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A victim panel is a gathering in which victims of a certain crime tell offenders how that crime has affected their lives. The goal of such a panel is usually stated to be rehabilitation for the offenders, but it is also often a chance for people to experience release from victimization. Often, these panels are not composed of victims of the offenders being spoken to, but rather victims of the same crime. When a victim and offender meet for therapeutic purposes, this is usually a different and more individual type of rehabilitative procedure. Although a victim panel can be effective in some cases, exact statistics gauging how the victims and offenders were affected are not available.
In many cases, a victim panel is simply a gathering in which many different victims speak about the impact of the crime in question on their lives. As such, the gathering is sometimes called a victim impact panel. Victims usually take turns speaking, and offenders often do not get to participate except by listening.
Sometimes, a court will require that an offender attend a victim panel as part of his or her sentence. Victim participation is always voluntary, and victims usually sign up through the office that organizes these panels. Offenders must often pay a fee in order to participate in the course, as must people who are simply interested in what the panelists have to say. Sometimes, a similar meeting may involve more participation from both sides in order to mend emotional wounds. Different psychological philosophies advocate different strategies.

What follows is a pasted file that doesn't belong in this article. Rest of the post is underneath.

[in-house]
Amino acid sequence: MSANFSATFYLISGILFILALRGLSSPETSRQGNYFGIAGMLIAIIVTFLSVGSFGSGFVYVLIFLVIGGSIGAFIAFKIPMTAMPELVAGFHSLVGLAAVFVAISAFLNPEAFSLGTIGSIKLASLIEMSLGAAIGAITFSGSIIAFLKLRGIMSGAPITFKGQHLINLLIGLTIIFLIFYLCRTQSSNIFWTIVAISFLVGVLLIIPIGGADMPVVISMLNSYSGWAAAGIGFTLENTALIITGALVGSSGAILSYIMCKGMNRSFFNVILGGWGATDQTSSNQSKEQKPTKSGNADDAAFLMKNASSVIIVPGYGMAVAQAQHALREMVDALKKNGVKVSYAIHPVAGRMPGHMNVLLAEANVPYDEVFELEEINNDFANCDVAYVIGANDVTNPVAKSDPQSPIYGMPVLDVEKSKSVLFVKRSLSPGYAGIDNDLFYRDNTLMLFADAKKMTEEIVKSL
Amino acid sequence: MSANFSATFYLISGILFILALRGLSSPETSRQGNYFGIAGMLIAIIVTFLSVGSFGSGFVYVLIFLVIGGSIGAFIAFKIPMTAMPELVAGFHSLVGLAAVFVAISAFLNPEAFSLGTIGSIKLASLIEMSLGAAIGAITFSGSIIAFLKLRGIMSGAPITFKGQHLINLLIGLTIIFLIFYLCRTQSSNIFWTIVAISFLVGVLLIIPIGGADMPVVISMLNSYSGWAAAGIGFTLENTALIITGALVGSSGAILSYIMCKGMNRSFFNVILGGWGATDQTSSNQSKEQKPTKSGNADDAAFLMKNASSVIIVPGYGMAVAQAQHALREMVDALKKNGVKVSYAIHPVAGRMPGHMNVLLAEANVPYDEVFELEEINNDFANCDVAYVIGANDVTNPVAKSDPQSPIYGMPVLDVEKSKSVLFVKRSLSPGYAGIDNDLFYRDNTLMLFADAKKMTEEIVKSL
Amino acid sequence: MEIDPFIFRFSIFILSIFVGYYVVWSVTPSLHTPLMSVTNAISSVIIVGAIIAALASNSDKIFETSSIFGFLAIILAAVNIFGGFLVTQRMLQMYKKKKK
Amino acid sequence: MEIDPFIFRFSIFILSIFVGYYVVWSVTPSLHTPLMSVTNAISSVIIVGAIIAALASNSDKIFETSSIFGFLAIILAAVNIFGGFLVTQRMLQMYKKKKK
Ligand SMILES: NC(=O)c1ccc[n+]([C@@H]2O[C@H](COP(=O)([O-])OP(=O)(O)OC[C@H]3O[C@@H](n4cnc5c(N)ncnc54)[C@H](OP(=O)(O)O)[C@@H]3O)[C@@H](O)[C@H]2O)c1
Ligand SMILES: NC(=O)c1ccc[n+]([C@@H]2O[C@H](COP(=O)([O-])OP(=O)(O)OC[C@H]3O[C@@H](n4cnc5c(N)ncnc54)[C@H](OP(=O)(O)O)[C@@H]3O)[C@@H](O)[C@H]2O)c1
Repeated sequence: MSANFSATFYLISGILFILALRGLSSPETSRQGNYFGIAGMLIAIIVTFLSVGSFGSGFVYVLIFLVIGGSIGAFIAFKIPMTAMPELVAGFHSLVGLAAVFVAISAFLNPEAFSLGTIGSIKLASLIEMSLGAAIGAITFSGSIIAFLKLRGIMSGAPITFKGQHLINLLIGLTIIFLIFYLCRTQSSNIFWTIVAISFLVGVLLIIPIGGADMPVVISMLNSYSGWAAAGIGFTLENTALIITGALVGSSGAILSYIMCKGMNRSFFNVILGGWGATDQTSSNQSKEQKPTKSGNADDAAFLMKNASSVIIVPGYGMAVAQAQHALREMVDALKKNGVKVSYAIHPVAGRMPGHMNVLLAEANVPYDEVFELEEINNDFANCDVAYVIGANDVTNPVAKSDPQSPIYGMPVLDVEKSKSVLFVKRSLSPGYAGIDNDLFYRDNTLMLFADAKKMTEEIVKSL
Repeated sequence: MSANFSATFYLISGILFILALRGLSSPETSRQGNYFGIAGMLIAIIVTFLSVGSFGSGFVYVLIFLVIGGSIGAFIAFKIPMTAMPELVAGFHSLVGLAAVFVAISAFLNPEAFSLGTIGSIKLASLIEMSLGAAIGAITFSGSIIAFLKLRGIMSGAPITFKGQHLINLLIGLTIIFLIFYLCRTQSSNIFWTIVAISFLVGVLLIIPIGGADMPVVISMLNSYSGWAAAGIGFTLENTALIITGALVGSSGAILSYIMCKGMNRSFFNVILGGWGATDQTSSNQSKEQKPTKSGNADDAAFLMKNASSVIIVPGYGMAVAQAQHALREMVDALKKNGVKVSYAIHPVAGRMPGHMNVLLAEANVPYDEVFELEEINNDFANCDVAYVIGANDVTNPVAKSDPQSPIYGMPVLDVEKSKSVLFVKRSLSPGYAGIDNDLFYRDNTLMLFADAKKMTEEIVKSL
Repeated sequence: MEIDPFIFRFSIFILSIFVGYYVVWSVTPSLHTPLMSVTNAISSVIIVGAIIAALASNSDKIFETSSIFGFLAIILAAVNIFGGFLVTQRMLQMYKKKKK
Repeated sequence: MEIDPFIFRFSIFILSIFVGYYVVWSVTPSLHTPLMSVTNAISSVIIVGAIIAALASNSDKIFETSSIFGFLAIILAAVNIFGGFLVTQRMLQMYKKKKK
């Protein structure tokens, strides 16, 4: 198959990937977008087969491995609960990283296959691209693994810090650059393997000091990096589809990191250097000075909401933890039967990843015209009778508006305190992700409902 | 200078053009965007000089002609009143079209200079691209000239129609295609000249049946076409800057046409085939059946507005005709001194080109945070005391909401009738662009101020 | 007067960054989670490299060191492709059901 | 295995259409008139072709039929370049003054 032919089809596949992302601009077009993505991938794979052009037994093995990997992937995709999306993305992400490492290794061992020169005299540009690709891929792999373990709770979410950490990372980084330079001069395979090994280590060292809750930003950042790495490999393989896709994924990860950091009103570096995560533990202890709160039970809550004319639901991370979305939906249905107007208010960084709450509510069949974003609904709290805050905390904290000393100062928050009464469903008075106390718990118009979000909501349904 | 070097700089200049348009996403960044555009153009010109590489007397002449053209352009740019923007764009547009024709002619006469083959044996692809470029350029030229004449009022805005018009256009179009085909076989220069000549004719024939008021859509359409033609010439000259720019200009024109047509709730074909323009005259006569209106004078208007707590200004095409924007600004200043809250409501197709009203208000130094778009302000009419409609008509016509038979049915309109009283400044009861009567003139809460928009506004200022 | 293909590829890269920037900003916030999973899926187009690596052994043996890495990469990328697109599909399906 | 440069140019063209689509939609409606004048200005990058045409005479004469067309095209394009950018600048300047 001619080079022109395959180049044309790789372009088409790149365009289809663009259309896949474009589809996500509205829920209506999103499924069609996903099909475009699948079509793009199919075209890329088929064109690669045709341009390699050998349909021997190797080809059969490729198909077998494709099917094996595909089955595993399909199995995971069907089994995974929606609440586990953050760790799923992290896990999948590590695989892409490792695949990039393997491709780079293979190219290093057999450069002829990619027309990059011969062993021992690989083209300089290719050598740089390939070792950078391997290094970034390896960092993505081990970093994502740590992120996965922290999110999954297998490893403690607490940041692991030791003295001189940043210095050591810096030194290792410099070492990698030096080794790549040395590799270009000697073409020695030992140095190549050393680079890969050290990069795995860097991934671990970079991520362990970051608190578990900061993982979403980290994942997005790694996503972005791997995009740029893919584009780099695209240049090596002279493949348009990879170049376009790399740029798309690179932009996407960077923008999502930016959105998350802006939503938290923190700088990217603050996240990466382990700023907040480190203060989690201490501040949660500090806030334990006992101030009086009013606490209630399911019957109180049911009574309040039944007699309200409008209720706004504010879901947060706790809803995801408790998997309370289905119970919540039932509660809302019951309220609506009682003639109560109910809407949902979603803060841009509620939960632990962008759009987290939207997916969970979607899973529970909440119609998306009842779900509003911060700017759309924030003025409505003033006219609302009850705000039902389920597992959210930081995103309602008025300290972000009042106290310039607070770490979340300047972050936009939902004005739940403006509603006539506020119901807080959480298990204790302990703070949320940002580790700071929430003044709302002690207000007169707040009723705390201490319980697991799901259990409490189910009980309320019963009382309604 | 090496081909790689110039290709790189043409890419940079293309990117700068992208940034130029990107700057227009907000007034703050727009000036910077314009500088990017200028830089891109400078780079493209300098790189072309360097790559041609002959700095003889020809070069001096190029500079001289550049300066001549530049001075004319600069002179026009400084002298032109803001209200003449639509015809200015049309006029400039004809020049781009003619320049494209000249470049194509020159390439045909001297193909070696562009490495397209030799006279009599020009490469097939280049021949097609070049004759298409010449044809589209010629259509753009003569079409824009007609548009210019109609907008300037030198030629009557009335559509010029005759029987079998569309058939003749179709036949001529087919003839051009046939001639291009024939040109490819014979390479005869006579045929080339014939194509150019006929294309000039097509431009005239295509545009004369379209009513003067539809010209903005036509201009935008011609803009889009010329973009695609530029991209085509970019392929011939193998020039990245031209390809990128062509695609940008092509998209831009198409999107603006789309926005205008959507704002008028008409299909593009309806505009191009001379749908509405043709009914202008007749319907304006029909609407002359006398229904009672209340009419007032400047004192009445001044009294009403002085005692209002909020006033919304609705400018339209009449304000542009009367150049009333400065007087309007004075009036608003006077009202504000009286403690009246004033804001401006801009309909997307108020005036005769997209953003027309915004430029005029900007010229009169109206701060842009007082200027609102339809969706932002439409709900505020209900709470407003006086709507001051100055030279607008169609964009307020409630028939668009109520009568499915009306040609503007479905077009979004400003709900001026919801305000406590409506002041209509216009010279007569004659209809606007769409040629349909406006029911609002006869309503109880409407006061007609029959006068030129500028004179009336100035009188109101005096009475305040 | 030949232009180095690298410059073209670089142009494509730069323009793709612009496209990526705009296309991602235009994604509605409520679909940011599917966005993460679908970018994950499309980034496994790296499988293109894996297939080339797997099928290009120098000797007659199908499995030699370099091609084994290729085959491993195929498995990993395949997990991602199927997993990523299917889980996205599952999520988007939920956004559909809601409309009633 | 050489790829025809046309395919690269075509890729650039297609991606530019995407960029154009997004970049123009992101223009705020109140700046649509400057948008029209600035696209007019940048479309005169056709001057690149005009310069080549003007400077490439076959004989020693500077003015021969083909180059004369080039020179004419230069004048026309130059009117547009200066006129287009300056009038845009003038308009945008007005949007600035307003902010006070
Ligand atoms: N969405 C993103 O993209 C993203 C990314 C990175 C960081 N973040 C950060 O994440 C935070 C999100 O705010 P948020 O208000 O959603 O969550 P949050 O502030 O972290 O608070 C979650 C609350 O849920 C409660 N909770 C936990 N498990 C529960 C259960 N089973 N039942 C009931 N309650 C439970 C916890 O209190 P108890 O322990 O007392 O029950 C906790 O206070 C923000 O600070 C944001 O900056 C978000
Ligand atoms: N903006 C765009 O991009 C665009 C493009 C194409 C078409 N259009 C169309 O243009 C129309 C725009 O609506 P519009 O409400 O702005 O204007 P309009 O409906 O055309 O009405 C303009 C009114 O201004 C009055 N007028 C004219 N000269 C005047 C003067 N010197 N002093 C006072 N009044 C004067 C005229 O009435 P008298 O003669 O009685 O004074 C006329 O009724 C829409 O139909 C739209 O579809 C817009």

Usually, the goal of a victim panel is to educate criminals about the consequences of their actions. In cases where the consequences are obvious, like murder and other individual violent crimes, victims usually do not feel the need to tell the offenders about the effects of their actions. For crimes like drunk driving or gang violence, where the criminals often minimize the effects, victims often feel the need to emphasize what it is like to be affected by the crime in question. In these cases, particularly when the criminal is not otherwise known to participate in illegal activities, a victim panel can lead to major changes in the offender's life.
Whether or not victim panels are effective is largely a matter of opinion, but in certain anecdotal cases it is claimed that they are responsible for major changes in behavior. Victims also often feel that they are effective because being heard as a victim is a good way to obtain closure. In general, most people believe that victim impact panels do more good than harm, although they may not be as good at stopping crime as some people claim.
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